Since the tragic fire at Grenfell Tower, a number of potential building safety concerns have been uncovered. Building owners have also been inspecting their buildings for these safety concerns and remediating them as a priority and the government conducted fire safety tests on building materials to establish which materials would be safe to use.
Because the issues uncovered are so complex and there are so many buildings to inspect and potentially remediate, it is not always easy to tell whether an individual building has been appropriately constructed using safe materials. Mortgage providers have therefore been asking for additional information about a building’s external wall system (EWS) in an EWS1 form before they are willing to lend against it. The purpose of the EWS1 form is to provide the information necessary to support a surveyor to value a building. In cases where the materials in the external wall have not been confirmed, or where it’s clear that they’ll need to be replaced, a surveyor may not be able to value the building for lending purposes. This means that a leaseholder may not be able to sell their flat if their purchaser is relying on a mortgage to buy the property, until any risks identified have been addressed.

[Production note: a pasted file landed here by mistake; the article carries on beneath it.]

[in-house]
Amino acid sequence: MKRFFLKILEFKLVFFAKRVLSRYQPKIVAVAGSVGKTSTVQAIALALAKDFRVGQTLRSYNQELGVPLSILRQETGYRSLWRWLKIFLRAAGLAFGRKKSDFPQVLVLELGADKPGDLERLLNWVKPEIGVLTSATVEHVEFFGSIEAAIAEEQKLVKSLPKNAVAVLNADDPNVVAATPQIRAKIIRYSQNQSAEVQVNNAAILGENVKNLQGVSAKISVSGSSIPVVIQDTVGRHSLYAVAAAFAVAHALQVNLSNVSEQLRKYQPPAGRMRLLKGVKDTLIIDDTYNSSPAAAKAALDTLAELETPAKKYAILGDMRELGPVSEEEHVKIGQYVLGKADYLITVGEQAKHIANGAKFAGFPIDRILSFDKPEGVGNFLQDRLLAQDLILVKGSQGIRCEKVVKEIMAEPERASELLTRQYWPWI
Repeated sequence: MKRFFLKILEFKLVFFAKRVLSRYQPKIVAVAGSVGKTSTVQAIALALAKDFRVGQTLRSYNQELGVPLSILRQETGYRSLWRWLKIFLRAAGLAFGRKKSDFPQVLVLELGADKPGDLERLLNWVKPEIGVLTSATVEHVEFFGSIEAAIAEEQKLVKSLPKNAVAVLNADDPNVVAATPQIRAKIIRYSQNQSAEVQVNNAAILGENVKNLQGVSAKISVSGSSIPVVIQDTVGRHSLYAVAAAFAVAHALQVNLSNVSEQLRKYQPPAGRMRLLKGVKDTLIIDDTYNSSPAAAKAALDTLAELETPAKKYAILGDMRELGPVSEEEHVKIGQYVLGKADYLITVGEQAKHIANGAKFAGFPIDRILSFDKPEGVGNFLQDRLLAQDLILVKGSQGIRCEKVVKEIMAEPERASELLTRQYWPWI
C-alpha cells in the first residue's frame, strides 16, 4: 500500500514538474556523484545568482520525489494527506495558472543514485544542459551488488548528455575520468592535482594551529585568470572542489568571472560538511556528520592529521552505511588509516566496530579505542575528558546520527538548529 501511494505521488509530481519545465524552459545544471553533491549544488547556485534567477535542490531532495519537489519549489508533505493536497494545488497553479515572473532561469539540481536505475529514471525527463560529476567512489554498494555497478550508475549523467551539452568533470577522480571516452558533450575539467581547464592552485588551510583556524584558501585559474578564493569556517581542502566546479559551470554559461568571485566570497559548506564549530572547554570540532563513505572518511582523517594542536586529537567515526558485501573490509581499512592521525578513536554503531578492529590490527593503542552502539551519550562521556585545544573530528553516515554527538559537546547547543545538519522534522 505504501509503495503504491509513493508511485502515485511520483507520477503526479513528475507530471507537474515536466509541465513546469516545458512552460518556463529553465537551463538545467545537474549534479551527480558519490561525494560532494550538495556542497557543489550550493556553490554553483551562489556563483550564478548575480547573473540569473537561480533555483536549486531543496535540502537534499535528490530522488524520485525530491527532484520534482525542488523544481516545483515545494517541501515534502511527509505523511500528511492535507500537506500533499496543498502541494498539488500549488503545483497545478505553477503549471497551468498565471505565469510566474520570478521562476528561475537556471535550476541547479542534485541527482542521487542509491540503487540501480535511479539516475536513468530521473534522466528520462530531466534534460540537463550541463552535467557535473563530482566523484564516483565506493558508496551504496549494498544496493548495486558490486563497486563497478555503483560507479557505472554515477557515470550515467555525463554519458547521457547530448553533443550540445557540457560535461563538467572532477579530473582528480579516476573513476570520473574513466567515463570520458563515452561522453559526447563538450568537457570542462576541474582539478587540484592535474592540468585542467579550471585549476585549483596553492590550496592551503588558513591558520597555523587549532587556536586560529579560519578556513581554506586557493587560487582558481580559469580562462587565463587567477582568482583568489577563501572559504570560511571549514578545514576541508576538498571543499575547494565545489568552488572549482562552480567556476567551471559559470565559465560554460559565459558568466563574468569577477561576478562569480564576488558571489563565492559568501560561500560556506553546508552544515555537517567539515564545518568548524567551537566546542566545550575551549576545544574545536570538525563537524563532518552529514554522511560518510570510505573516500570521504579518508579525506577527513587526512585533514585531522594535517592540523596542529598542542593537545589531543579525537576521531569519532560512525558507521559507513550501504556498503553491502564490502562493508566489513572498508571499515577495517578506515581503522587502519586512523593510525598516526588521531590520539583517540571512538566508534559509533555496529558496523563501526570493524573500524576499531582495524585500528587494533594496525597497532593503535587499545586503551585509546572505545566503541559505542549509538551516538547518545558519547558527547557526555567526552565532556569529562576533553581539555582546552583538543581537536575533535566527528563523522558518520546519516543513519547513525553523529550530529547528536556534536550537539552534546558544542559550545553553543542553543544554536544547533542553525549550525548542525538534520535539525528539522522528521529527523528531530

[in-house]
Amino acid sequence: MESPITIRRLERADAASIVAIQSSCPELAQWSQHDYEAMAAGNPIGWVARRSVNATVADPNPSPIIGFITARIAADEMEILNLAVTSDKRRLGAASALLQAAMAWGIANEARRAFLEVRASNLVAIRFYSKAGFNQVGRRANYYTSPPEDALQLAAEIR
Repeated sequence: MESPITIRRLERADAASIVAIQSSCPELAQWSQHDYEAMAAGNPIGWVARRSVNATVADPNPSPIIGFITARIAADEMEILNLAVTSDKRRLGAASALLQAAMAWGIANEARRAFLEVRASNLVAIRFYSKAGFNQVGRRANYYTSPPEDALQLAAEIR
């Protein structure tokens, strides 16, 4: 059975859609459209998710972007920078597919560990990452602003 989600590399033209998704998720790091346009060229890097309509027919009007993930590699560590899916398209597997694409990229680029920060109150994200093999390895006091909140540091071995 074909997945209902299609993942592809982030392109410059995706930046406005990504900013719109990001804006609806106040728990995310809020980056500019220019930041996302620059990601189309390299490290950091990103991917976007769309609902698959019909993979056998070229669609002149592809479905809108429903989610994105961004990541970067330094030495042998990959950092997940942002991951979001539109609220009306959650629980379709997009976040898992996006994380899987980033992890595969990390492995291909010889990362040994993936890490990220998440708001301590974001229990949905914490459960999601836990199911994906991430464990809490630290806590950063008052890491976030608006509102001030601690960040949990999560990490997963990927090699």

Obtaining an EWS1 form can be difficult. It requires input from the same experts who are needed to carry out remedial works in buildings with the most urgent safety concerns. There are very few of these experts in comparison to the large number of buildings that may need to be inspected.
The limited availability of experts and resources to carry out inspections and remediation mean that some housing associations estimate it could take up to a decade to complete all inspections, EWS1 forms and remediation. We recognise that this will be deeply upsetting and frustrating news for leaseholders, and it would mean unacceptable delays to buying or selling homes. Housing associations have been doing everything they can to find solutions to this critical issue, working with leaseholder groups, the government, the building industry, mortgage lenders and surveyors.
In July 2021, the Secretary of State for Housing, Communities and Local Government, Robert Jenrick MP, recommended that EWS1 forms should no longer be requested for buildings under 18m. Since then, many mortgage providers have confirmed that they will still require the form for the foreseeable future. Lenders’ policies may change in the future, once the government withdraws its policy setting out its expected approach to remedial works in buildings. The government has not yet said when the policy will be withdrawn, and we understand this will be dependent on the publication of other supporting guidance, including a British Standards Institute document on inspecting and remediating external wall systems, as well as the commencement of the Fire Safety Act. We also understand that dates for these have not been confirmed.